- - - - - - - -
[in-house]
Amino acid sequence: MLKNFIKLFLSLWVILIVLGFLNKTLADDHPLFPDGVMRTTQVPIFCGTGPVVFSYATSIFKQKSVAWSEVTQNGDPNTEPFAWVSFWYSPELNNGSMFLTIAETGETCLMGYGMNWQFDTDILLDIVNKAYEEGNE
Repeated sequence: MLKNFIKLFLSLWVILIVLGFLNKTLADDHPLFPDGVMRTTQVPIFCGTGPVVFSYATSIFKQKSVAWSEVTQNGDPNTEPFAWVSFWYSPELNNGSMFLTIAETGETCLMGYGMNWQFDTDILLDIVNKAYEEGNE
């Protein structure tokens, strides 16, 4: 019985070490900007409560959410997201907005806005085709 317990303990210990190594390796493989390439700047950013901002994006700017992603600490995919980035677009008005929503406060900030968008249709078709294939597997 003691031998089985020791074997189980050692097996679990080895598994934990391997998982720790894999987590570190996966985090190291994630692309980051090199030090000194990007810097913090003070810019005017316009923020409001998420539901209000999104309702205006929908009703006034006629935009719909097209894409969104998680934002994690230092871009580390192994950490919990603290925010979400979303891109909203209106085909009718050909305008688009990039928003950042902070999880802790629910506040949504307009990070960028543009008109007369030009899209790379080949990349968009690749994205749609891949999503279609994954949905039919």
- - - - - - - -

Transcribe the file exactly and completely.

[in-house]
Amino acid sequence: MLKNFIKLFLSLWVILIVLGFLNKTLADDHPLFPDGVMRTTQVPIFCGTGPVVFSYATSIFKQKSVAWSEVTQNGDPNTEPFAWVSFWYSPELNNGSMFLTIAETGETCLMGYGMNWQFDTDILLDIVNKAYEEGNE
Repeated sequence: MLKNFIKLFLSLWVILIVLGFLNKTLADDHPLFPDGVMRTTQVPIFCGTGPVVFSYATSIFKQKSVAWSEVTQNGDPNTEPFAWVSFWYSPELNNGSMFLTIAETGETCLMGYGMNWQFDTDILLDIVNKAYEEGNE
């Protein structure tokens, strides 16, 4: 019985070490900007409560959410997201907005806005085709 317990303990210990190594390796493989390439700047950013901002994006700017992603600490995919980035677009008005929503406060900030968008249709078709294939597997 003691031998089985020791074997189980050692097996679990080895598994934990391997998982720790894999987590570190996966985090190291994630692309980051090199030090000194990007810097913090003070810019005017316009923020409001998420539901209000999104309702205006929908009703006034006629935009719909097209894409969104998680934002994690230092871009580390192994950490919990603290925010979400979303891109909203209106085909009718050909305008688009990039928003950042902070999880802790629910506040949504307009990070960028543009008109007369030009899209790379080949990349968009690749994205749609891949999503279609994954949905039919």